The term “genericide” refers in the practice to those situations where a trademark is transformed through popular usage into a common noun. In other words, the mark stops identifying a particular trademark owner and it is used, instead, to describe the product/service itself. Take your Biro, for example, or your Kleenex: there was a time these terms were more than a common ballpoint pen and ordinary tissues. They represented a valuable asset.
This scenario, regulated under 15 U.S.C. § 1064(3) of the Lenham Act in the US and under Art.20 of the EU Directive , is particularly dangerous for the right holder, as it results in the indefensibility of its mark.
The case at stake is just the latest example of the issue.
We are in the US and, as the best of traditions, the main characters are Google, somebody wanting to strip it of its trademarks and (of course) the average consumer. Namely, the two defendants, Chris Gillespie and David Elliot, had bought more than 700 internet domain names incorporating the word Google. Sued for cybersquatting, the two guys claimed that the word Google had become generic and, therefore, was not anymore subject to protection under trademark law.
Thus, the question the US district Court was asked was to determine whether or not Google was the latest victim of “genericide”.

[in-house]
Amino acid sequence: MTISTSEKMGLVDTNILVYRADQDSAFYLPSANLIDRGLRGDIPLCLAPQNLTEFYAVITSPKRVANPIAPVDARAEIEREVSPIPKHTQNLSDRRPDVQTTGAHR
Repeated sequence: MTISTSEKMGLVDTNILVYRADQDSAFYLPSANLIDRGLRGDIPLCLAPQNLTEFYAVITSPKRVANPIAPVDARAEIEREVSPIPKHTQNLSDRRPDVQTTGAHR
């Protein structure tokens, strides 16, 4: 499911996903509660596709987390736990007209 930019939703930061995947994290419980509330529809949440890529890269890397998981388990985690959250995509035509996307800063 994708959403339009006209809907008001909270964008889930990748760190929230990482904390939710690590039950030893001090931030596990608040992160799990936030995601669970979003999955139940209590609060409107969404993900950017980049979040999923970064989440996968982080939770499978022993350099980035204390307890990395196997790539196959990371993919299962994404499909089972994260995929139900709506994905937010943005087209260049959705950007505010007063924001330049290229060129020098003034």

Interestingly, in its ruling, the US judge emphasized one relevant distinction. According to the Court, one thing is the verb, “to google”, which may have become a synonym for internet searching. Another, and totally different, is the name “Google”: this is still distinctive and, for this reason, entitled to protection under trademark law.
Confirming this ruling, the Court of Appeal made clear that the the verb use does not automatically result in a finding of genericness and that a claim of genericide must relate to a particular type of product or service. In fact, “even if the public uses the verb “google” in a generic and indiscriminate way, this tells us nothing about how the public primarily understands the word itself”. And, in regard to the latter, “because not a single competitor calls its search engine “a google” and because members of the consuming public recognize and refer to different “internet search engines”, there is no available substitute for the word “google” as a generic term”. This conclusion, favourable to Google, was recently confirmed by the US Supreme Court which, on the 16th of October, refused to review the decision made by the US Court of Appeal for the Ninth Circuit.
A happy ending for the American multinational company, who managed to survive genericide and its undesirable consequences, A clear defeat, instead, for the two defendants, who will probably avoid to register Google-inspired websites in the future .
Eventually, a recommendation for the right holder. According to Art. 20 of the EU Directive, in fact, a trademark is liable of revocation “as a result of acts or inactivity of the proprietor”. Therefore, my dear trademark owner, instead of crying over spilled milk, you’d better carefully and constantly monitor your trademark portfolio.
This is not only good practice. And your Kleenex knows it better.